It has often been said that the modern state of Canada was founded by merchants and railroad owners who needed a central government to run the country for their benefit. Be that as it may, many French Canadians believed that Confederation was a step toward the creation of a new country that would be independent of the United Kingdom. It was already clear that assimilation was socially unworkable and that the two founding peoples would have to co-exist. But in the legislation predating 1867, the rights and privileges of Catholic French Canadians outside of Québec were either not defined, or suppressed or circumvented (see New Brunswick School Question; Ontario Schools Question; Manitoba Schools Question). Catholic schools, often francophone, did not receive public funding. The French language was forbidden in public schools (as were all other languages besides English). The idea of general assimilation into the Anglo-Canadian world persisted tenaciously. It was regarded as the only possible future for French Canadians, Indigenous peoples (see Residential Schools) and immigrants.

The Constitution Act, 1867 was intended to be decolonizing, consensual, magnanimous and modern. It therefore gave certain principles of cultural duality official status. First, it defined the powers of the federal government and of the provinces, thus recognizing certain particularities of Québec. Second, it confirmed Québec legislation based on civil law. Third and finally, the Act contained provisions on education (a matter of provincial jurisdiction) that allowed denominational schools to be supported with public funds and protected religious minorities in Québec. This last provision had been demanded by Québec’s English-speaking Protestants, who feared being overwhelmed by the province’s French-speaking Catholics (see English-Speaking Quebecers). Later on, French-speaking Catholics elsewhere in Canada tried without great success to invoke the same provision to protect themselves, because they had the same fears with respect to English-speaking Canadians, who would remain the demographic majority in Canada from then on.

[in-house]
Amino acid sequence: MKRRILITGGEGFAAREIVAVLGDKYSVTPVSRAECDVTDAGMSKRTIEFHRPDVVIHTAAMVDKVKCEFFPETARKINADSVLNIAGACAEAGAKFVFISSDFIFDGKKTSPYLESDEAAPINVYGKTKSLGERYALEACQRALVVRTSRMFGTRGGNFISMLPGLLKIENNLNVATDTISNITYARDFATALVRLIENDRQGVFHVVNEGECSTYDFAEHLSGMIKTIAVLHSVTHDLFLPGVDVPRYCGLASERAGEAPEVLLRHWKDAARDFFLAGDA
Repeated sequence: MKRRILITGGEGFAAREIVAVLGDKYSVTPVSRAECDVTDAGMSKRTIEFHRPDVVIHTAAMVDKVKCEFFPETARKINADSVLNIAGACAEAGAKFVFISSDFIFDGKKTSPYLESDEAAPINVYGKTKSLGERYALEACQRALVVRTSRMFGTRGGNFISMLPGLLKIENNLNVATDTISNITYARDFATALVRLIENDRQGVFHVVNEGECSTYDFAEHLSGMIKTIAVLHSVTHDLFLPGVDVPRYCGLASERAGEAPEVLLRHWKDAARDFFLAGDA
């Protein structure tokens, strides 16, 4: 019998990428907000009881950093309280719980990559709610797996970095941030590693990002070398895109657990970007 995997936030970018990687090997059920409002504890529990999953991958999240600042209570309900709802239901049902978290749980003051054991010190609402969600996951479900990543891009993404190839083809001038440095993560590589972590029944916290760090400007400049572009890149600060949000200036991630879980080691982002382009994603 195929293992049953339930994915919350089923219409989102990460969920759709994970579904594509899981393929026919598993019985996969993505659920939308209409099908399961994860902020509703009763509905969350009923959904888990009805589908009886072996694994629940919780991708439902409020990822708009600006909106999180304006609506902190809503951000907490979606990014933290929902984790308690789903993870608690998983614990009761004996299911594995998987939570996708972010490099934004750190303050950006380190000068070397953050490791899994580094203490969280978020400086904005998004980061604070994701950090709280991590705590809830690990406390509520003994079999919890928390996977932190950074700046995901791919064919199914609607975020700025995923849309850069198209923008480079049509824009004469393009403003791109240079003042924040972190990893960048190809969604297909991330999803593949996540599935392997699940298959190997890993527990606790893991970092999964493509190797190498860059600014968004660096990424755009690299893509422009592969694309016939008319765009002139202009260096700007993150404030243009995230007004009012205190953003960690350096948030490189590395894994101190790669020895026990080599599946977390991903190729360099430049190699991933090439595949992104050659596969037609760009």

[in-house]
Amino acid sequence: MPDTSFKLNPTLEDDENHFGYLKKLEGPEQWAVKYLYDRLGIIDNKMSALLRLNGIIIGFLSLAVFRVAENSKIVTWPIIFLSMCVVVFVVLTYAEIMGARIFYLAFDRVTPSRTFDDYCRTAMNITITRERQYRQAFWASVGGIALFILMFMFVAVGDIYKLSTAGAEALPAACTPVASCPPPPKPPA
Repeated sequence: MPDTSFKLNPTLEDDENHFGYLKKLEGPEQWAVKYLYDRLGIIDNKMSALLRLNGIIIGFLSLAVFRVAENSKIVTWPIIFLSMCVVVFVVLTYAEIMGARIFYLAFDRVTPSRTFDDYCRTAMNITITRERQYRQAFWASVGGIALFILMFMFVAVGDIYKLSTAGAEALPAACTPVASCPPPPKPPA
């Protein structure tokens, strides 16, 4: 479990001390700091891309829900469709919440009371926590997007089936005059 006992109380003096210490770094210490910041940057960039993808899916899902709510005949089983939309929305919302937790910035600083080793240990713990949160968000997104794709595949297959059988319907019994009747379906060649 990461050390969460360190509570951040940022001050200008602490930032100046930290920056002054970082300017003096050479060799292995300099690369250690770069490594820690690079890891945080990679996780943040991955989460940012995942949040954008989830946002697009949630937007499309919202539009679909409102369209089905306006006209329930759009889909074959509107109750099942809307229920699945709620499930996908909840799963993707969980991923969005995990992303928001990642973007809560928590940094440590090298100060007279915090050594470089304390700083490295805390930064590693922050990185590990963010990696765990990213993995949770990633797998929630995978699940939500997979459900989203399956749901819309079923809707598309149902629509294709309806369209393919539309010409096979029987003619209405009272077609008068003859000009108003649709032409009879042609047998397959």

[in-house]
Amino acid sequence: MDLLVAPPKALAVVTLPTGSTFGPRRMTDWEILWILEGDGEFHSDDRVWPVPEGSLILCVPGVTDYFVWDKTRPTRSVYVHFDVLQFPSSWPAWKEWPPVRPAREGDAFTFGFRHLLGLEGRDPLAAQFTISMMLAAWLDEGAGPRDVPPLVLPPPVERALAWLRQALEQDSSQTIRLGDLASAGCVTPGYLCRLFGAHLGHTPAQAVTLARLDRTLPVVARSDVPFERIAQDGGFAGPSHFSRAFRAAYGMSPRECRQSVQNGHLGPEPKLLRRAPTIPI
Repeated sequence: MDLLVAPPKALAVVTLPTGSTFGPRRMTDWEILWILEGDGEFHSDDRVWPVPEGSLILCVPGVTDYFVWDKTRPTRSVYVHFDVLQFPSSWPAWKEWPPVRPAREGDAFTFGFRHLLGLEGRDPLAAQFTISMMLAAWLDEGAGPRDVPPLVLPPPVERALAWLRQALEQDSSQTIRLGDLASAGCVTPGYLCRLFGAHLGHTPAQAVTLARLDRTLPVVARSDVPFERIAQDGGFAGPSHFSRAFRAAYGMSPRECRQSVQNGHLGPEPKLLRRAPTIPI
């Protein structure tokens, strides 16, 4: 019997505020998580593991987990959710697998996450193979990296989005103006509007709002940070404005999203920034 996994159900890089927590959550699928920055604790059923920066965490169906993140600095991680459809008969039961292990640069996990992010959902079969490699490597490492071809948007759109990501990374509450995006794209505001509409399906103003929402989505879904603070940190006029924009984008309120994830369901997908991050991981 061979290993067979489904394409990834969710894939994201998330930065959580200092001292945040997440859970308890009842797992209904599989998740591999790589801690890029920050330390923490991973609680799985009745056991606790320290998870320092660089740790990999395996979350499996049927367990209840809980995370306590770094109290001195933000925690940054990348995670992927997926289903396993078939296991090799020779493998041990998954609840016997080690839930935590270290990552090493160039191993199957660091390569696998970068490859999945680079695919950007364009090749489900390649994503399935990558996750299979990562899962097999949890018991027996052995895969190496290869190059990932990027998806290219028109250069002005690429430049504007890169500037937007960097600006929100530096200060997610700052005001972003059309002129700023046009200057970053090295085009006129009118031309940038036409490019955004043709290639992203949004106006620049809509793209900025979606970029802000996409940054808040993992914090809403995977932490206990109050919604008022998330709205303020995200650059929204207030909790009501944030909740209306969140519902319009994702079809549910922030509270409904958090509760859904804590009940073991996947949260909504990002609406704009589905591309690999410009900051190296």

The first Official Languages Act (1969) and Québec Language Laws

In the century following Confederation (1867–1967), the religious and legal aspects of Canadian cultural duality gradually stabilized. Religious issues became much less contentious. Differences in legal systems were institutionalized and confirmed (civil law in Québec, British common law and criminal law everywhere else). Language issues became the new arena for struggles over Canadian cultural dualism. In the 1960s, the Royal Commission on Bilingualism and Biculturalism highlighted certain difficulties that francophones and other language groups were experiencing in Canada. In 1969, the Official Languages Act (1969) (see also Official Languages Act (1988)) made Canada an officially bilingual country (symbolically, at least), and steps were taken to provide federal government services in French. In 1971, the government adopted a policy of multiculturalism within a bilingual framework.